and they are not explained. According to my calculation they should not be there. Until this inconsistenciy is not cleared, I do not believe that this system can lift itself, just because
an external moment is applied on it in the direction of precession. My practical experiencies confirm this belief of mine too.

I think that the main root of the errors can be found on page 12, equation 28. There he applies the energy conservation to the potential energies of the system. He states, that potential energies of

the applied external moment and the field of gravity should be in equilibrium. As a consequence, the external moment would be somehow converted into a lifting effect. This statement is obviously

false. The sum of the potential and the kinetic energy is conserved. The external torque accelerates the precession, it does not elevates the system.

The realized system on figure 12 will not lift itself. I think there will be some periodic lift phenomena, which would be caused by the unbalanced rotating parts on the elastic suspension.

According to the paper, the experiment is located near Munich. I live near Munich, if I could, I would visit the guys for a small chat about their machine.



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Answer: Nitro - 24/03/2018 19:51:12
 Hi Miklos

Thank you for the maths input, it is appreciated.

It was figure 12 that made me dismiss the paper. It shows gyros constrained in the horizontal plane which no can produce a large amount of upward (or downward depending on rotations) torque but sod all thrust. Figure 8 purports to be a diagram of Sandy’s machine but, as I understand it his gyros are not constrained but free to ”scissor” so figure 8 is wrong too.

So, without studying the maths (I cannot) the paper seems to be a serious fail. If applying a torque to an assembly could produce lift all you need is a a couple of elastic bands mounted over the centre of the arm pulling the ends upwards (one band if you are mean) and you could save on all the inconvenient rotational stuff. Or they could simply stand in a bucket and lift themselves into the air by pulling on the handle. The paper is a nonsense and a distraction from the true path to understanding. This subject deserves better than this.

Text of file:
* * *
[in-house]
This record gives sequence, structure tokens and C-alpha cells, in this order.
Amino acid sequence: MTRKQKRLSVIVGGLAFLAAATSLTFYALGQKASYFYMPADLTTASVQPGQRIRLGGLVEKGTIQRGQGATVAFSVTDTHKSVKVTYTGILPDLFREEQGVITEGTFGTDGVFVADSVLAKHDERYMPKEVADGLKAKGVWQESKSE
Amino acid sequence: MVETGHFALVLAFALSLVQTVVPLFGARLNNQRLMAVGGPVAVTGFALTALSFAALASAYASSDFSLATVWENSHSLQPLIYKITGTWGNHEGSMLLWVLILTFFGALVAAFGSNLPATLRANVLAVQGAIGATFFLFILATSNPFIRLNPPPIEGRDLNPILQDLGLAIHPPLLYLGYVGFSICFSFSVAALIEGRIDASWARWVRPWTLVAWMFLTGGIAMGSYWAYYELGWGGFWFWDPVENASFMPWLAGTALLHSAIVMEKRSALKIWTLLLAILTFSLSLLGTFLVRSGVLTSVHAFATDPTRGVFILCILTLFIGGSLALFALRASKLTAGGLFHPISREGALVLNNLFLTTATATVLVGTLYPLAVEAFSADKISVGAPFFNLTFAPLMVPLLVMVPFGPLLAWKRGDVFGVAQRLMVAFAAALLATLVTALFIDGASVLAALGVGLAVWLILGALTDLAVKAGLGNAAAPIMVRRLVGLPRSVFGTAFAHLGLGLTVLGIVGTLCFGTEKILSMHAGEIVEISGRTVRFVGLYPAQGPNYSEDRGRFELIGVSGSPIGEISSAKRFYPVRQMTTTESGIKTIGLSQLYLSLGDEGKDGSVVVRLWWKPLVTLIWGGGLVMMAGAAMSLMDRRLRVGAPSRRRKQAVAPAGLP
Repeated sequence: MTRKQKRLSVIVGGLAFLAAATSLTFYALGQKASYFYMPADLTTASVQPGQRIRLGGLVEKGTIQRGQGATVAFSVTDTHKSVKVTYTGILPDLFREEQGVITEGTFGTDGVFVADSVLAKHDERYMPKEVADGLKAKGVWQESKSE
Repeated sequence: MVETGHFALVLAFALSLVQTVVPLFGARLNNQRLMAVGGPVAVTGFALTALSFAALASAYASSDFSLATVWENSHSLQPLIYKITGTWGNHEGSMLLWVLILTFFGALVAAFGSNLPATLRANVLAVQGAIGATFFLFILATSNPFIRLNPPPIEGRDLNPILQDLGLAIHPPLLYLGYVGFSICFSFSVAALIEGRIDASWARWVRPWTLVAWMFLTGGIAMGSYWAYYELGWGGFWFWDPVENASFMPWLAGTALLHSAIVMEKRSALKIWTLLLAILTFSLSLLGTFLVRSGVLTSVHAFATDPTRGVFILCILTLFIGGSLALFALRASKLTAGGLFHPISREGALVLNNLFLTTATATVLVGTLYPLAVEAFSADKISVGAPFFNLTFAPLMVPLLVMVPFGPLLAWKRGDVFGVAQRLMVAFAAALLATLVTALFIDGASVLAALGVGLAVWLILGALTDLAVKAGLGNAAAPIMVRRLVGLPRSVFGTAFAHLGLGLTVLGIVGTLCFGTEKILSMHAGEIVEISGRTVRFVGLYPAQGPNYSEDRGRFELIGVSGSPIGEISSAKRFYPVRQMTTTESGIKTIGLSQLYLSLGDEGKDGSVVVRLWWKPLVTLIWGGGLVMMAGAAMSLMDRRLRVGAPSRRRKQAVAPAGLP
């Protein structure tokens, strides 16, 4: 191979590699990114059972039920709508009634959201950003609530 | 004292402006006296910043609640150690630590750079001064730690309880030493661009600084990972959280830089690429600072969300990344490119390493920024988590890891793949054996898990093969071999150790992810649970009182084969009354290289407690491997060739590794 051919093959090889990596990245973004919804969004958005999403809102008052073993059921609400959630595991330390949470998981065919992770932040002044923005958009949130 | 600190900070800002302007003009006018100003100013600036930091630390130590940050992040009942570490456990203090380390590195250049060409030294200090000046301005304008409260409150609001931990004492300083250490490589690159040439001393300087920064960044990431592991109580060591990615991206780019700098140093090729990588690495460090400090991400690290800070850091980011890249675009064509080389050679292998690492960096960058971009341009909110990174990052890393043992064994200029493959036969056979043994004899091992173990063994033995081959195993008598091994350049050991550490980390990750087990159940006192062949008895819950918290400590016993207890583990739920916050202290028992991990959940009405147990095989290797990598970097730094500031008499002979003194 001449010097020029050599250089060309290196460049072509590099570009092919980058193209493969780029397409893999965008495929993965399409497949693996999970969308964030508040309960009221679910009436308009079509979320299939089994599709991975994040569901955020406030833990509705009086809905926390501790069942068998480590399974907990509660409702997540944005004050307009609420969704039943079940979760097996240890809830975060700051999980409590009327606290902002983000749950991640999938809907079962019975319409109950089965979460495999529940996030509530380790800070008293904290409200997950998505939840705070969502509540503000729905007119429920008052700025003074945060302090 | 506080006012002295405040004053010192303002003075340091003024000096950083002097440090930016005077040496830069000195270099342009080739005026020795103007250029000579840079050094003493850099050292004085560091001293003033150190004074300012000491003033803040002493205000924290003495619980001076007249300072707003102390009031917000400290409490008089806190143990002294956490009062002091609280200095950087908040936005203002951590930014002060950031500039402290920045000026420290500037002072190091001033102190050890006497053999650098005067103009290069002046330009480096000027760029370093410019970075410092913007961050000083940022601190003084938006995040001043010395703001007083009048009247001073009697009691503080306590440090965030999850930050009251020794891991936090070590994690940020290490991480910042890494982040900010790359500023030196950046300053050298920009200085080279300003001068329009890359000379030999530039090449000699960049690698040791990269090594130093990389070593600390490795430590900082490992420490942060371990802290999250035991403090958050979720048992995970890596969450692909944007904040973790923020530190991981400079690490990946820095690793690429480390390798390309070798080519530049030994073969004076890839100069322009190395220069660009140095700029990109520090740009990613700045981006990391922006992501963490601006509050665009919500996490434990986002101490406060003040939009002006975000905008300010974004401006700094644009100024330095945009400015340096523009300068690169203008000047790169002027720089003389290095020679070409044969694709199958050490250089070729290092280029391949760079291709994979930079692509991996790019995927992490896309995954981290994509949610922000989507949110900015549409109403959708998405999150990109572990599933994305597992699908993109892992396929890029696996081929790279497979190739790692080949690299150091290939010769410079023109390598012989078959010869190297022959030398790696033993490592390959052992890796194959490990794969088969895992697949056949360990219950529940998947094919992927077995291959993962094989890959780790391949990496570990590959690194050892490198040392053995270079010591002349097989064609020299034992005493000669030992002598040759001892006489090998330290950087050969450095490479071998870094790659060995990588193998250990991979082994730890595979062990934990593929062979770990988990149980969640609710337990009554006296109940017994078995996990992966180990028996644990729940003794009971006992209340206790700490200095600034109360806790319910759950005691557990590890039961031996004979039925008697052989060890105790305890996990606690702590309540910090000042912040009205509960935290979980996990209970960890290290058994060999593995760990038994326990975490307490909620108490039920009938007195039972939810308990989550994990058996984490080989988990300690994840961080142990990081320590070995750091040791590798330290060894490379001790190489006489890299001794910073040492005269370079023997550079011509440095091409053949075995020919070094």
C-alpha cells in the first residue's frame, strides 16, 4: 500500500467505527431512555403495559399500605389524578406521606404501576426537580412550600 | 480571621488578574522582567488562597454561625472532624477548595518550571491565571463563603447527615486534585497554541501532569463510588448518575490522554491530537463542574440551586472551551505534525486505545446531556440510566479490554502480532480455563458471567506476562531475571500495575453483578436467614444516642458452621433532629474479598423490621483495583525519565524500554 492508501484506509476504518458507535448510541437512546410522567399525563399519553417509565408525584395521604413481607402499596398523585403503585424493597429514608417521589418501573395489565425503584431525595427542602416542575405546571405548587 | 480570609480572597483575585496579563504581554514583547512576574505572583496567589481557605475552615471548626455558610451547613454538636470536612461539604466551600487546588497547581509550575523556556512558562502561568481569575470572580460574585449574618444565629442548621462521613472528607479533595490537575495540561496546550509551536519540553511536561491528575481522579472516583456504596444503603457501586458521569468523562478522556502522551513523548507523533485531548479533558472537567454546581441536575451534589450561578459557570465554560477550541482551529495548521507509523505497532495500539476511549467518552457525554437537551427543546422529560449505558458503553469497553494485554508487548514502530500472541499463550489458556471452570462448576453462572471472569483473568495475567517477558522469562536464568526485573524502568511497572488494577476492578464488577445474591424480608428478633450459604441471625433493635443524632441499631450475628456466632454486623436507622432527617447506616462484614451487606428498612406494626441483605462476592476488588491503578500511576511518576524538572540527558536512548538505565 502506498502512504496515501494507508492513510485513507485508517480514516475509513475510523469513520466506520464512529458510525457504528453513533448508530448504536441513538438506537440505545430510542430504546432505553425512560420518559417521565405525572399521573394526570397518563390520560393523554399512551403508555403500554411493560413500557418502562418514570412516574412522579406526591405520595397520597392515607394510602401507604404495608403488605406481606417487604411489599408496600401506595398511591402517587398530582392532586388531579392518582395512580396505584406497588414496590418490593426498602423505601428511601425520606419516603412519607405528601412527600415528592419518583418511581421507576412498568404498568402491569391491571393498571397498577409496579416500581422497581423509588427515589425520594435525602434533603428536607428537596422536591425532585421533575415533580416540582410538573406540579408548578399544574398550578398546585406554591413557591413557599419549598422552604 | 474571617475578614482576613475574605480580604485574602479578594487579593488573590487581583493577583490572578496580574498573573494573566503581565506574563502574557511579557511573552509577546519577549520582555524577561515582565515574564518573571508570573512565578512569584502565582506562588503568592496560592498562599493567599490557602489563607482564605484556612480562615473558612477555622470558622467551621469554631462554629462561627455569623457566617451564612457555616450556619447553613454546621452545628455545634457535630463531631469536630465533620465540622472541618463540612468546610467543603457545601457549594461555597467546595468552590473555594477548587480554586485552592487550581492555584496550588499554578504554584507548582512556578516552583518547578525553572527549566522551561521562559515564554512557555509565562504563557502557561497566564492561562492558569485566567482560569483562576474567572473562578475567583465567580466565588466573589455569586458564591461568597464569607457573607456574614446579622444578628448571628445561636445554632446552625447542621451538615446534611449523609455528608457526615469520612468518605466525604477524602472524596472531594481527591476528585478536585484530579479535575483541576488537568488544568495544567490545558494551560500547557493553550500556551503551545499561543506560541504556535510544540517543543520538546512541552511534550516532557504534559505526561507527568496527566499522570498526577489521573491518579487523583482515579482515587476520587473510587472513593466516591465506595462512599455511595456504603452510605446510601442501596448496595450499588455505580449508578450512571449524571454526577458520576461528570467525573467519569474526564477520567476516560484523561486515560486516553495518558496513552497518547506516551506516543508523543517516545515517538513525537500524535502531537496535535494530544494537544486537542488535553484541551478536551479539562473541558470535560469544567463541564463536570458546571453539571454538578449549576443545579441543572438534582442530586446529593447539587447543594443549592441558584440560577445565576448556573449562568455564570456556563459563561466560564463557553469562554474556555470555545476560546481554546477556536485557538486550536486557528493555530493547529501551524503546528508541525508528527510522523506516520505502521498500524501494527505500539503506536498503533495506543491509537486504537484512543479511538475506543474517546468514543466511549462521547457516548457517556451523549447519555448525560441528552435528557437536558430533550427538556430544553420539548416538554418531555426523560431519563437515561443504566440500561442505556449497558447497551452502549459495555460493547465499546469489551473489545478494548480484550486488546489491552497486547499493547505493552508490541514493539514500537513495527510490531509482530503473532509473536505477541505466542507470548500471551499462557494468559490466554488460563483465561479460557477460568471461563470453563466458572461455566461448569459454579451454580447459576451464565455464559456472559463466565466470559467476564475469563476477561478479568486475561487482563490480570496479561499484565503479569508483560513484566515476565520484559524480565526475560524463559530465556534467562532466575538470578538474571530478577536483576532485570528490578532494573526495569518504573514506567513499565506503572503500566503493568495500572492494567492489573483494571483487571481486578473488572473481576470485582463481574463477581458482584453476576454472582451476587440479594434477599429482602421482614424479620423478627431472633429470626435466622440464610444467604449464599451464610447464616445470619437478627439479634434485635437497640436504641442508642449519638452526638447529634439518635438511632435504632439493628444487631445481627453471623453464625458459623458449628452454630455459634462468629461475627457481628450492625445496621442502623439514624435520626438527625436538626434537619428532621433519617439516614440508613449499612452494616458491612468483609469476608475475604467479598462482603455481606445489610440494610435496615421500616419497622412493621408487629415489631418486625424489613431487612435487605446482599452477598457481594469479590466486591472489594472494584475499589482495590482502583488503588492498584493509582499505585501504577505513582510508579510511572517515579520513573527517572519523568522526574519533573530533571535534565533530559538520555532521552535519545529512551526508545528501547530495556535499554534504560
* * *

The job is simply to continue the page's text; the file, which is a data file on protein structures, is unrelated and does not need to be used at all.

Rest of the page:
Kind regards

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Answer: Glenn Hawkins - 24/03/2018 22:02:50
 This statement is an error: “I do not believe that this system can lift itself, just because
an external moment is applied on it in the direction of precession. My practical experiences confirm this belief of mine too.”
Force from any means applied in the direction of precession causes a gyroscope to tilt upward. In the process, all the counter weight of the gyroscope is torqued directly down upon the fulcrum, in this case the human hand; more precisely, torqued down through a twist in the circle sector of a disk enclosed by two radii and an arc. There is no extended leverage through the shaft applied against the hand, only dead weight applied vertically as the gyroscope lifts itself through tilting due to forced precession—however you want to call it.

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Answer: Sandy - 25/03/2018 20:47:13
 Good evening all,
I would if I may clarify my intentions when constructing and demonstrating the device shown in YouTube “Antigravity Machine Part 3”.
Consider a pair of flywheels, each attached to a separate supporting shaft, and rotated at a fixed rotation speed forcibly by either manual or mechanical means.
The supporting shaft carrying each are horizontal flywheel, is mounted to a vertical shaft at fulcrum point at its other extreme end, such that each flywheel and its supporting shaft can freely rotate in the vertical plane if so desired.
The supporting shafts and gyroscopes are set by such that the rotation axes of the flywheels are in the horizontal plane the flywheels therefore are rotating parallel to the axis of forced rotation.
Assume now that the flywheels are started rotating
Initially no action will be seen.
However, if the flywheel rotation speed is sufficiently fast the flywheels will be seen to rotate inwards and upwards vertically to their point of least action.
If mechanically possible the flywheel axes of rotation will be either at or parallel to the axis of forced rotation.
This makes the forced rotation axis and the flywheel rotation axes one and the same.
I have stated all of this, many times before however I did not at the time add the fact that from the point the flywheels are initially rotated, they have the ability to transfer their weight as their rotation speed is increased piece by piece until none is left.
At this point and for good reasons I called this the “Saturation Point” i.e. where no weight is left to accelerate and the flywheel will climb merrily on its way to its point of least action.
I fitted springs to my demonstration device so that this normally unobserved loss is seen, although it did not go fast enough to reach saturation. saturation.
I was in fact going to build a simple device to demonstrate what happens at what I called the saturation point.
We shall see?